The circular thing stuck to the back of Yuminors head is a part of a Falcon kit.  It is supposed to tie in with circular gold Egyptian decorative elements that were used to venerate Ra, representing the sun.  The piece of plastic that I used was just a bit too thick and so looks a little odd (or maybe just a little bit foreign and alien if I am feeling charitable).

Jetbike Canopy & Singing Spear Detail

Just about visible in the shot above and easier to see in the photo above it is the hand painted glyph in the side of the canopy.  Each unit in the army has their own unique glyph inspired by both the existing Eldar look and Egyptian heiroglyphs.  Obviously they dont mean something specific or anything like that but they do give a nice element of detail on the figures, Yuminor included.  I find that one area on a miniature brought to fine detail like that can help to give a sense of scale to figures.  When it works the figures start to look a little less toy-like and just a little more real (as far as space elf sorcerers on jetbikes look real, but you know what I mean).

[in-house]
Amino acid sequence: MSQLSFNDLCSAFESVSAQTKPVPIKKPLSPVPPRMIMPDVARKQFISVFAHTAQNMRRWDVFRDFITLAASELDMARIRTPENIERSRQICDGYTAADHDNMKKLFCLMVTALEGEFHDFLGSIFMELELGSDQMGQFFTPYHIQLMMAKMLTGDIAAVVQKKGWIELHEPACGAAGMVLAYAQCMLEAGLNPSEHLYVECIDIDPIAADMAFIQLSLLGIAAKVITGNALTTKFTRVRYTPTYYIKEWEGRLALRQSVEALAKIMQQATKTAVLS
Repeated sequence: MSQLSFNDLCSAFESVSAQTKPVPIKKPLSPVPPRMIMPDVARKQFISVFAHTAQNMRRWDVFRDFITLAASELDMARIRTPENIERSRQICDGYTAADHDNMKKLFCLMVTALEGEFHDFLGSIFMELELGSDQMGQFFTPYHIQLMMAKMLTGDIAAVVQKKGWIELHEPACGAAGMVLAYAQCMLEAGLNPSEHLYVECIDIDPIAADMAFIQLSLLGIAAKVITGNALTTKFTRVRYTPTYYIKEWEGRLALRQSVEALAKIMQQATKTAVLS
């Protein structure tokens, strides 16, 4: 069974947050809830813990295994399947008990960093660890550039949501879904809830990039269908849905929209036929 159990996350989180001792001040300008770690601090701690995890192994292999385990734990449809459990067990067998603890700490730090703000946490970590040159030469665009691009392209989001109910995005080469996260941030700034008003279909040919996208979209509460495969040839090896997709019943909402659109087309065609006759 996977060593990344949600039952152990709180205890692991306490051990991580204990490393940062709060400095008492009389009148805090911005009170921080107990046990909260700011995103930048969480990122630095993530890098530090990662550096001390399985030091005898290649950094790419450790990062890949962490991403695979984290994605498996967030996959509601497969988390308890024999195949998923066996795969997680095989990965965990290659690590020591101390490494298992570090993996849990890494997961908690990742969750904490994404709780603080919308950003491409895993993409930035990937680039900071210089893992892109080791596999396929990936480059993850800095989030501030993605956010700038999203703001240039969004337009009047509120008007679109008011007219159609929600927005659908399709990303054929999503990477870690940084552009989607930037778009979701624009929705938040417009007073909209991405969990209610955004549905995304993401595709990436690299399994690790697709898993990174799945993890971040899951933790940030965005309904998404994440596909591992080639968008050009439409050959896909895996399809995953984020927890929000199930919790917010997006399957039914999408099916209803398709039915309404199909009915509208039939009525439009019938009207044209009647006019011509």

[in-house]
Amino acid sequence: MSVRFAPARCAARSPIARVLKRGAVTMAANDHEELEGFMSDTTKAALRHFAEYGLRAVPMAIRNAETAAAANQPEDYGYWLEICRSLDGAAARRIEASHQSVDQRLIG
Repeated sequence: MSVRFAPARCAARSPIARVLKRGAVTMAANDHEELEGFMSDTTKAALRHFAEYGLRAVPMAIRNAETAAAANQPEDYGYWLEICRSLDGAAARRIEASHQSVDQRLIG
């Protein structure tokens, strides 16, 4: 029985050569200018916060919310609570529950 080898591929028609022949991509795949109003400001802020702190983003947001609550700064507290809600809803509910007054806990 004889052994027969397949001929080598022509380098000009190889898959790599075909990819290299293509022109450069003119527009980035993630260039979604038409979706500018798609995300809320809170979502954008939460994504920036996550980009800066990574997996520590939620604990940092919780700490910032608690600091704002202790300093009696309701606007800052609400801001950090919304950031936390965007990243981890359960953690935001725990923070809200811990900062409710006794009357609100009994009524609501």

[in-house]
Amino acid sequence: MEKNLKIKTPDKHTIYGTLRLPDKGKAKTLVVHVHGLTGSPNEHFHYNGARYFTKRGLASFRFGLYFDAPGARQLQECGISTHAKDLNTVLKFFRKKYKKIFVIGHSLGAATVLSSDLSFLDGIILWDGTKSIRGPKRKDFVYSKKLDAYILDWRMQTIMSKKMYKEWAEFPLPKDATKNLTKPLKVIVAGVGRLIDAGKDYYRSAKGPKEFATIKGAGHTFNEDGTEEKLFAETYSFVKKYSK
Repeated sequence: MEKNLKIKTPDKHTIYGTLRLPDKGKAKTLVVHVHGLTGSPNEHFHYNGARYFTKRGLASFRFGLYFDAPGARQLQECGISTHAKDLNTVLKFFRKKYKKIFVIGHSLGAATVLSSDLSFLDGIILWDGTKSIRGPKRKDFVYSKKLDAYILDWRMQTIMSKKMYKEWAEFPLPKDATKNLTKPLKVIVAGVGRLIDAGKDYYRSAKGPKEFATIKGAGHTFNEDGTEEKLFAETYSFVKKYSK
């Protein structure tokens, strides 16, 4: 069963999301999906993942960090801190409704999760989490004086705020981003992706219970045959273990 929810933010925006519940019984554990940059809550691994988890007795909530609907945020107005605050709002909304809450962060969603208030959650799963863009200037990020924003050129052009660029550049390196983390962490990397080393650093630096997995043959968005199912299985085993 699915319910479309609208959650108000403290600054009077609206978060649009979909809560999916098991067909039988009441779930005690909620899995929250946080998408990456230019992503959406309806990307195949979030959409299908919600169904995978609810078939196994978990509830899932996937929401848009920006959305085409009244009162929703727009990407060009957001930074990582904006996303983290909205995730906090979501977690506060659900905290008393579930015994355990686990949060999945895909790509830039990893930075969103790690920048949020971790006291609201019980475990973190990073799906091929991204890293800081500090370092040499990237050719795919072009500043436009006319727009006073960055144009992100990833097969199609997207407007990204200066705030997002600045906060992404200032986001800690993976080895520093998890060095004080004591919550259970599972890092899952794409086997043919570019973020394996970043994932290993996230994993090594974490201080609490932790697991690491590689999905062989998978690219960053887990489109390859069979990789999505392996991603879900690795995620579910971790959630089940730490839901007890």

Another element that I carried through the larger models in the army was a phoenix-y bird type motif.  The main reason that I did that was because there was a suitable crest on the High Elf sprues that I had in sufficient numbers to put on all of the vehicles that I had planned for the army.  The bird on the jetbike canopy above however is a Bretonnian knghts helmet crest with some styrene strips making a sort of tail.  That shot also shows the High Elf Spear which I made double ended because I think that it looks good like that.  It also looks a bit like Prince Nuadas spear from Hellboy II now that I look at it.  That cant be a bad thing.

The Entire Model

I like this model a lot even though as I mentioned in a previous Iacon post the paint scheme was laborious in its execution.  Still, Yuminor (name inspired by a character from the super cool Ulysses 31 cartoon) is one of my better examples of a unique figure used to represent an army leader.  Yuminors career didnt have the same gaming span as my Nurgle Chaos Lord but he still stands as one of the better examples from my own corner of the hobby.

Iacon Eldar: Striking Scorpion Squad Seth

Striking Scorpion Exarch Seth